The Salina Journal from Salina, Kansas on October 6, 1997 · Page 6
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The Salina Journal from Salina, Kansas · Page 6

Salina, Kansas
Issue Date:
Monday, October 6, 1997
Page 6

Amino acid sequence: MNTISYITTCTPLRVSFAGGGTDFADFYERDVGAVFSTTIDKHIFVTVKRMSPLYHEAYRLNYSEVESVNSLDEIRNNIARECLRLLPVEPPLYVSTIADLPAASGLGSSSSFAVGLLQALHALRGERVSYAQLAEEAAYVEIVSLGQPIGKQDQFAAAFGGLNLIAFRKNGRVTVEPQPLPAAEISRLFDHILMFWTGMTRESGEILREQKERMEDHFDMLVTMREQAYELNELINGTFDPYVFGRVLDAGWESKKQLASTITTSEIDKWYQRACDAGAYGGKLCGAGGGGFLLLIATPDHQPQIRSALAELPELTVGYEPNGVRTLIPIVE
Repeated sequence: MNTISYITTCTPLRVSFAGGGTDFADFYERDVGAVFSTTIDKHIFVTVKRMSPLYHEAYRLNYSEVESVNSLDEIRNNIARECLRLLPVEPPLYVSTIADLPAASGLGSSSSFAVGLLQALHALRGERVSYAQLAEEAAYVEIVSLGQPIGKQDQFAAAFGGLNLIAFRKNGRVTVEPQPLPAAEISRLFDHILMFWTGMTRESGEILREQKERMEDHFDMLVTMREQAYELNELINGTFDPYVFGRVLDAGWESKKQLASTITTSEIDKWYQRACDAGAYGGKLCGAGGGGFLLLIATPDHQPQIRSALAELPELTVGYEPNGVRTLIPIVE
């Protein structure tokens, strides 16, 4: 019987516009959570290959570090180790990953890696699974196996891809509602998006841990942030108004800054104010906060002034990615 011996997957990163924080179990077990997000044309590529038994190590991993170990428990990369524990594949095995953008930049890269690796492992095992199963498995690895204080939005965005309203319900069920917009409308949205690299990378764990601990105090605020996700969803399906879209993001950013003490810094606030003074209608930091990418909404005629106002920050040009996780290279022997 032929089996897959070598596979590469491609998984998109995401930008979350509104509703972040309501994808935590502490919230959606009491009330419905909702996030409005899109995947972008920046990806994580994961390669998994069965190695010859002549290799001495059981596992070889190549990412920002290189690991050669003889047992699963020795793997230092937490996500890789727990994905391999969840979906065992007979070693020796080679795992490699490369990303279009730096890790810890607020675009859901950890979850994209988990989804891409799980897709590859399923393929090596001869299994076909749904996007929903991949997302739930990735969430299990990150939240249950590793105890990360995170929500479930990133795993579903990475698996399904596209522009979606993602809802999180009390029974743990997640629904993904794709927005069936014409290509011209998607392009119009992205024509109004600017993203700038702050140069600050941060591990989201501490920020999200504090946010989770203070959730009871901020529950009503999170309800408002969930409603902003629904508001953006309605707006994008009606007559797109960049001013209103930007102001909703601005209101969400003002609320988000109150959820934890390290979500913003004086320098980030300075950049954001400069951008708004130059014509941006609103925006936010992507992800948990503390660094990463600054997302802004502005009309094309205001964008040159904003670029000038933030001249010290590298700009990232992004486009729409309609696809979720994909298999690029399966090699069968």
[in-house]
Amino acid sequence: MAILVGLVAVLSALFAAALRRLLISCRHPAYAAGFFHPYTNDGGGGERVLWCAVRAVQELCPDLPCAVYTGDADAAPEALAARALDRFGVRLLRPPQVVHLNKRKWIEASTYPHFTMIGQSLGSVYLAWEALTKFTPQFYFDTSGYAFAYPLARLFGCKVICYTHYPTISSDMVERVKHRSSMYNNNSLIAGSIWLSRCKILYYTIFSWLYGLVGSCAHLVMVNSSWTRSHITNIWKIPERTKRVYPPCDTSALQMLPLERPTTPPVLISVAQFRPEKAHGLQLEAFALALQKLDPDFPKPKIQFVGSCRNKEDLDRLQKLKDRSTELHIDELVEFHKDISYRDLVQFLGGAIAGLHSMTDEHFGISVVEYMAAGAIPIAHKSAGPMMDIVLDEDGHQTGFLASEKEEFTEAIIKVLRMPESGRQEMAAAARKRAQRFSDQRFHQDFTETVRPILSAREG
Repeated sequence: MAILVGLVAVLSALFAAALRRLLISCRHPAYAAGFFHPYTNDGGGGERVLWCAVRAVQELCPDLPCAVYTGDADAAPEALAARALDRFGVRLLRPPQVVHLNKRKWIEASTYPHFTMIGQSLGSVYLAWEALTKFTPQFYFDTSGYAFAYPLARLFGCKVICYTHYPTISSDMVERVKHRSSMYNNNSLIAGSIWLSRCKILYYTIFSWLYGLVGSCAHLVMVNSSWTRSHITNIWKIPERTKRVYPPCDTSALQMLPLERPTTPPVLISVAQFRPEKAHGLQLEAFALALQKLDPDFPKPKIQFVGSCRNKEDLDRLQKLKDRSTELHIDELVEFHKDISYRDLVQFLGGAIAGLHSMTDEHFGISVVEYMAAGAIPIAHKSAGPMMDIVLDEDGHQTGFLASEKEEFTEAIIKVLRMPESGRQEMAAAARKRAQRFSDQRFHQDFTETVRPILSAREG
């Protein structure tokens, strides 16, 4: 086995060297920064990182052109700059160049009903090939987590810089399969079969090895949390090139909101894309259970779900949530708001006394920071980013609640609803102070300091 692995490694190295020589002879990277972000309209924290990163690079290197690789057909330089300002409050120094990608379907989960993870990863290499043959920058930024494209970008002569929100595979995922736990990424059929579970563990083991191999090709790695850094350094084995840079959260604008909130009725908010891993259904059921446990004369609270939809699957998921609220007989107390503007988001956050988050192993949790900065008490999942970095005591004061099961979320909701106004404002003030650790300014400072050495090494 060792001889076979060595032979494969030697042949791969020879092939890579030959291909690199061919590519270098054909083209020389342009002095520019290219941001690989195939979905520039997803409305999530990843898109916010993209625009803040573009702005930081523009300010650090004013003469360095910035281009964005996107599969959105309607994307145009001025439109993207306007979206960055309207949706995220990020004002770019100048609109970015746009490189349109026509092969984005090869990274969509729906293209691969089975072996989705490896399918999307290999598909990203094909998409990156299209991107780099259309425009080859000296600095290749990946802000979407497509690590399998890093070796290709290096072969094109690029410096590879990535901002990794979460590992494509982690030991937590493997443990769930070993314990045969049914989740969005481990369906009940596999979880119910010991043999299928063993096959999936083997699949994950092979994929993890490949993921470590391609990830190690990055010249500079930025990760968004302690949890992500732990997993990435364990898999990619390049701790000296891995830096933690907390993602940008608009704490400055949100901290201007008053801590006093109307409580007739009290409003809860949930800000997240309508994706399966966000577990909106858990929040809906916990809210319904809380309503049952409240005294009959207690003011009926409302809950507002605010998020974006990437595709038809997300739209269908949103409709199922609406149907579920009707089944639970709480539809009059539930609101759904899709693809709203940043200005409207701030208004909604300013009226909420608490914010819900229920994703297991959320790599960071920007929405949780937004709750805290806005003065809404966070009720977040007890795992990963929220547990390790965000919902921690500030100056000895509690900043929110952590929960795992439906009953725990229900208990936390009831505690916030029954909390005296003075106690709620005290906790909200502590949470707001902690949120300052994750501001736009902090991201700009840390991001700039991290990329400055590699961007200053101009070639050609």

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AH MONDAY, OCTOBER 6, 1997 NATION THE SALINA JOURNAL The Associated Press Victor Sparrow, who teaches acoustics at Penn State, looks forward to the new Internet to provide the needed space to handle better animation and to speed communication. Internet 2: The Sequel Universities at work on faster Internet for academia By ANICK JESDANUN The Associated Press WASHINGTON — Victor Sparrow makes sound waves dance on a computer screen to teach acoustics engineering to his Pennsylvania State University students, but he can't splash his fancy images beyond his office. Today's congested and outdated Internet also gives Sparrow trouble bringing in teaching tools developed by his peers at other campuses. So like other researchers eager to find better ways to share their knowledge, he looks forward to Internet 2, a faster computer network that 112 universities are working on. Internet 2's enhanced voice, video and data capabilities are being unveiled at a demonstration this week in Washington. . The problems stem largely from the very nature of the Internet and its growing commercial popularity. Computer files travel across the Internet as equals. A video clip needed in a classroom commands the same attention as an electronic message likely to languish in the recipient's mailbox for hours or days. When Internet use was limited primarily to government and academia, the network had plenty of capacity to go around. Handling information that way was fine. These days, with more business and residential users connected, researchers face delays that affect their work. "Universities which were at the heart of the original Internet now are finding themselves competing for space on this network," said David Katz, global education industry manager at 3Com Corp., a Santa Clara, Calif., company helping schools develop Internet 2. The Internet restricts Sparrow's demonstrations of wave properties to simple computer drawings akin to stick figures. Connections are not good enough to produce complex teaching aides without unpredictable delays, Sparrow said. Internet 2 seeks to fix that by improving computer connections among and within campuses and by developing ways to sort and prioritize information to allow real-time video presentations to cruise past less-urgent e-mail on the information superhighway. The ultimate goal is to create a network that researchers could rely on to obtain the high- volume computer files they need when they need them. Professors could effectively reserve network capacity. Each participating university has committed at least $2.5 million over five years to upgrade their equipment. The National Science Foundation is financing much of the major intercampus wiring. About two dozen schools are to be linked by year's end. Eventually, concepts developed by Internet 2 could become commercially viable, at which point universities would begin working on a successor, said J. Gary Augustson, a computer director at Penn State and chairman of the Internet 2 steering committee. "If we're successful," Augustson said, "Internet 2 will be cluttered, and we'll probably go to Internet 3." VTOYS With direction, action figures can be positive influence, expert says Encourage children to use imaginations with such toys, she says By RENE STOVSKY St. Louis Post-Dispatch Checked out the latest action figures on toy store shelves? Judy Kulczycki has. And she doesn't like what she sees — Star Wars characters, Jurassic Park's Lost World creatures, X-Men, Power Rangers, multiple variations of Spiderman and Batman. Topping her current list of undesirables: Kenner's Assault Gauntlet Batman, who comes armed with special "spike strike missile gloves." It's not that Kulczycki, an early childhood education specialist at the Child Day Care Association, is against superhero play. She isn't. What appalls her is the pervasiveness of "entertainment-based, often violent" toys in children's culture of the '90s. "Children have always been fascinated with larger-than-life characters who can do magical things," she said. "Through dramatic play with such figures, they explore important issues like power, control, good and evil." The problem, she said, is that children — and their parents — have lost control of such play. When children's television broadcasting was deregulated in 1984, it allowed TV shows based on toys to be aired. And that ultimately changed the nature of play. "Within a year, nine of the 10 best-selling toys had TV programs — Superman, The Incredible Hulk and so on," Kulczycki said. "And by the late 1980s, 80 percent of children's programming on commercial networks was being produced by toy companies." The result? Children were no longer content to play imaginatively with action figures — using building materials to make rockets or castles for them, for example, or creating mini-dramas to play act with pals about them. "Even if parents turn off the television, the commercialism is hard to escape," Kulczycki said. "Kids hear about products from other kids, see tie-ins about them on the back of cereal boxes and buy Halloween costumes based on the characters." So what are parents and teachers to do? Basically, use children's fascination with action figures to support and provoke imaginative play. One of Kulczycki's favorite examples of how to handle superhero play positively occurred re- cently in a preschool class at The College School in Webster Groves, Mo., when a group of children became obsessed with pirates attd sword-fighting. Teachers turned the dramatic play area into a ship's galley, where pirates could cook. They read pirate books and sang pirate songs. 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